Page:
Hummingbird Haven

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Garden Features

1

Drought Tolerant

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California Natives

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Deer Resistant

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Drip Irrigation

5

Lawn-Free Landscaping

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Permeable Surfaces

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Wildlife Habitat

Our home is inside the Cloverdale city limits, at a 600’ high elevation ridge.  We purchased this home in 2014 and removed several non-native bushes, including oleanders, which blocked our views and competed with native flora.  There were native oaks, toyons, and California chestnuts already on the property, and we encouraged new saplings as well.  Our California native trees provide shelter and habitat for wildlife including quail, finches, hummingbirds, sparrows, juncos, acorn woodpeckers, mockingbirds, flickers, jays, nuthatches, oak titmouse, gray squirrels, and lizards. Migratory birds such as robins, cedar waxwings, tree swallows, western bluebirds, and orioles feed here.  Owls and coyotes can be heard at night.  Red-shouldered hawks and gray foxes live nearby.

Due to hot, dry summers, we provide watering stations for wildlife (fed by irrigation drippers), including a ground-based water tray for quail and lizards, plus two raised fountains for bird baths, and a hanging bath in a tree which the blue jays prefer to use.  Hummingbirds have three hanging nectar feeders, plus many flowers blooming throughout the year, including their favorite honeysuckle vine on our entry arbor (“Coral Honeysuckle” Lonicera sempervirens from Cal Flora).

To minimize weeds and maintenance, we installed flagstone patios in front and back of the home, and added a large, shaded deck with southbound views across the City of Cloverdale to redwood ridgelines beyond.  Turkey vultures, hawks, and ravens soar in circles at eye-level with our view deck.

We planted hundreds of bulbs to take advantage of springtime rains, also encouraging spring-blooming perennials like lupines and California poppies which go dormant during summer. 

Our bottlebrush plants are loved by both hummingbirds and bees throughout the summer months.  The largest specimen of dwarf bottlebrush I have ever seen blooms profusely several times each year.  Within our yard you can compare the growth habit of the dwarf bottlebrush to a typical common bottlebrush.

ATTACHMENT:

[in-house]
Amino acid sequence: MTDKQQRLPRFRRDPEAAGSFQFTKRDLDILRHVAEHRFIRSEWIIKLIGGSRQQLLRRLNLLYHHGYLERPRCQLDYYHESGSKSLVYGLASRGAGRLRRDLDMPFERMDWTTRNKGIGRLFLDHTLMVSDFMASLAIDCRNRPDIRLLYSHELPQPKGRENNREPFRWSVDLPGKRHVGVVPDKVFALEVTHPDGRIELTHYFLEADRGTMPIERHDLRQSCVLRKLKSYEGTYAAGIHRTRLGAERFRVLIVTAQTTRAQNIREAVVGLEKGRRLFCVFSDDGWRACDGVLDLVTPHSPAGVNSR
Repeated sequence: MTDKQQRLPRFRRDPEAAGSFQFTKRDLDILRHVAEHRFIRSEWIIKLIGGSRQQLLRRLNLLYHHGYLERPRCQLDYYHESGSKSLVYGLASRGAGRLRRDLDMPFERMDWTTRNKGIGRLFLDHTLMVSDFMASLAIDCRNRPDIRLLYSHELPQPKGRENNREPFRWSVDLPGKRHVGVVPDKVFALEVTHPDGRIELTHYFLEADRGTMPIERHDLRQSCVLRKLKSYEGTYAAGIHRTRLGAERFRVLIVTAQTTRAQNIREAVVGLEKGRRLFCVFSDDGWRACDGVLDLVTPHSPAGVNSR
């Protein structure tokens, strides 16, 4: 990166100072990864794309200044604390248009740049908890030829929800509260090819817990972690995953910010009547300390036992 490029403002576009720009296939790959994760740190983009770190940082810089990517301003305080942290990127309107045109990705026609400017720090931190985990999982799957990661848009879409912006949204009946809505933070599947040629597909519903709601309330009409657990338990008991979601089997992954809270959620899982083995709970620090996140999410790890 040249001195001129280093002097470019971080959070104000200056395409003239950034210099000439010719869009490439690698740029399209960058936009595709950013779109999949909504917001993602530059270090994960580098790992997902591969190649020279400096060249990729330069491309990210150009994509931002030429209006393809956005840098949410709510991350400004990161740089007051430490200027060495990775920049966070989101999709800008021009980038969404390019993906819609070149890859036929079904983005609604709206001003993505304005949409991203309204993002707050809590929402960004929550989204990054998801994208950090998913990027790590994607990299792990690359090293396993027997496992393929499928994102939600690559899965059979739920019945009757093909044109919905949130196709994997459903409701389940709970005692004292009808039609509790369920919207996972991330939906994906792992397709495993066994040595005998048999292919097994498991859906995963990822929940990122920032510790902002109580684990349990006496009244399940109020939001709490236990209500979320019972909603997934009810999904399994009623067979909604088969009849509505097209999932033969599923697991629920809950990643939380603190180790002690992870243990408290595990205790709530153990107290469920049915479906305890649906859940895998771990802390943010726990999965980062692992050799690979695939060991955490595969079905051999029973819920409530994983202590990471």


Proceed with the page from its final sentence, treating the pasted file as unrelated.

In the summer months, we rely mostly on succulents like aloes, agaves, yuccas, and jade plants to provide color and blooms.  The winter blooms of our manzanitas provide food for local bees.

We also have the cutest dwarf pomegranate which was planted by the original owner 50 years ago and stays less than 2’ tall with dozens of acorn-sized decorative fruits in winter. 

Although non-native, we have had success with evergreen Pepper trees (schinus molle) which have matured in just a few years, tolerating high heat with low water needs, with lovely draping limbs.  Bees love their tiny blooms.

We have some steep hillsides with poor soil and high heat, where plants struggle to survive.  Successful trailing plants for our hillsides include native Woodland Strawberry, plus myoporum and pink knotweed (persicaria capitata) which is a lovely evergreen ground-cover with lovely pink blooms year-round. 

To minimize irrigation, only small areas of the landscape are irrigated.  Much of the landscape is naturalized and receives no irrigation.

Most of the pruned or dried plant materials are mulched in place to promote soil health, reduce soil erosion, and control weeds.  We hope you enjoy our garden!

Plants in this Garden

Quercus lobata

Valley Oak
Organization

Woody perennial, deciduous tree. Fast growing and one of the best local natives for large properties. Dark green leaves and dark brown to pale gray, ridged bark. Not susceptible to Sudden Oak Death.

  • Water: Low
  • Light: Full Sun
  • Soil: Well Drained
  • Foliage: Deciduous
  • Leaf Color: Green - Dark
  • Blooming Season (s): All Year
  • Bark Color: BrownGray

Quercus agrifolia

Coast Live Oak
Organization

Woody perennial, evergreen tree. Large, dense and broadly rounded with green, spiny margin leaves. Native along coast and coastal mountains from Northern California. One of the best local natives for large properties. Susceptible to Sudden Oak Death.

  • Water: Very Low
  • Light: Full Sun
  • Soil: Well Drained